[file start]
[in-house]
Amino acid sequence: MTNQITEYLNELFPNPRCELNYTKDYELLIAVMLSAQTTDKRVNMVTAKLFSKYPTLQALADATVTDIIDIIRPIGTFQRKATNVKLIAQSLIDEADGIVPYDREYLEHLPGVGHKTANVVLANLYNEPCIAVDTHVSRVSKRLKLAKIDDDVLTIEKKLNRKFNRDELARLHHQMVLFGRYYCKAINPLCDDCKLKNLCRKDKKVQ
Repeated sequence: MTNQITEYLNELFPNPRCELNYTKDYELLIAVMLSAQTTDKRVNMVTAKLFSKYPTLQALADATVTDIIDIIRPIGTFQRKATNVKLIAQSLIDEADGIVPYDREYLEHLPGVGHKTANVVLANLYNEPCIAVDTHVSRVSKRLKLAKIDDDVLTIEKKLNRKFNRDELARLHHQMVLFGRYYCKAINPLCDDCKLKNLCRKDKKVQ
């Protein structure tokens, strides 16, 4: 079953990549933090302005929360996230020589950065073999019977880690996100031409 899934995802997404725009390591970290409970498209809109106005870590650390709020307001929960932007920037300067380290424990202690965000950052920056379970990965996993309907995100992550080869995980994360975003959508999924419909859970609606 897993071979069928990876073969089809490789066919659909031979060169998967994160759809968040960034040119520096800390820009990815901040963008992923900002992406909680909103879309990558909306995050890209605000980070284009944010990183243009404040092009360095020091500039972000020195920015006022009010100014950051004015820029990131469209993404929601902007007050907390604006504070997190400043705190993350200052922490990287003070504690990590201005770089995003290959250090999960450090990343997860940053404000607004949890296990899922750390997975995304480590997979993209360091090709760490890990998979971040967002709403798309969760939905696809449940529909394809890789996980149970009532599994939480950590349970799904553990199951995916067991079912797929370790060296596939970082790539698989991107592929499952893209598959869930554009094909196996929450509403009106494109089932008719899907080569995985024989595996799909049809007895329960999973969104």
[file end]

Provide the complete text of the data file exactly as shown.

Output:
[in-house]
Amino acid sequence: MTNQITEYLNELFPNPRCELNYTKDYELLIAVMLSAQTTDKRVNMVTAKLFSKYPTLQALADATVTDIIDIIRPIGTFQRKATNVKLIAQSLIDEADGIVPYDREYLEHLPGVGHKTANVVLANLYNEPCIAVDTHVSRVSKRLKLAKIDDDVLTIEKKLNRKFNRDELARLHHQMVLFGRYYCKAINPLCDDCKLKNLCRKDKKVQ
Repeated sequence: MTNQITEYLNELFPNPRCELNYTKDYELLIAVMLSAQTTDKRVNMVTAKLFSKYPTLQALADATVTDIIDIIRPIGTFQRKATNVKLIAQSLIDEADGIVPYDREYLEHLPGVGHKTANVVLANLYNEPCIAVDTHVSRVSKRLKLAKIDDDVLTIEKKLNRKFNRDELARLHHQMVLFGRYYCKAINPLCDDCKLKNLCRKDKKVQ
């Protein structure tokens, strides 16, 4: 079953990549933090302005929360996230020589950065073999019977880690996100031409 899934995802997404725009390591970290409970498209809109106005870590650390709020307001929960932007920037300067380290424990202690965000950052920056379970990965996993309907995100992550080869995980994360975003959508999924419909859970609606 897993071979069928990876073969089809490789066919659909031979060169998967994160759809968040960034040119520096800390820009990815901040963008992923900002992406909680909103879309990558909306995050890209605000980070284009944010990183243009404040092009360095020091500039972000020195920015006022009010100014950051004015820029990131469209993404929601902007007050907390604006504070997190400043705190993350200052922490990287003070504690990590201005770089995003290959250090999960450090990343997860940053404000607004949890296990899922750390997975995304480590997979993209360091090709760490890990998979971040967002709403798309969760939905696809449940529909394809890789996980149970009532599994939480950590349970799904553990199951995916067991079912797929370790060296596939970082790539698989991107592929499952893209598959869930554009094909196996929450509403009106494109089932008719899907080569995985024989595996799909049809007895329960999973969104």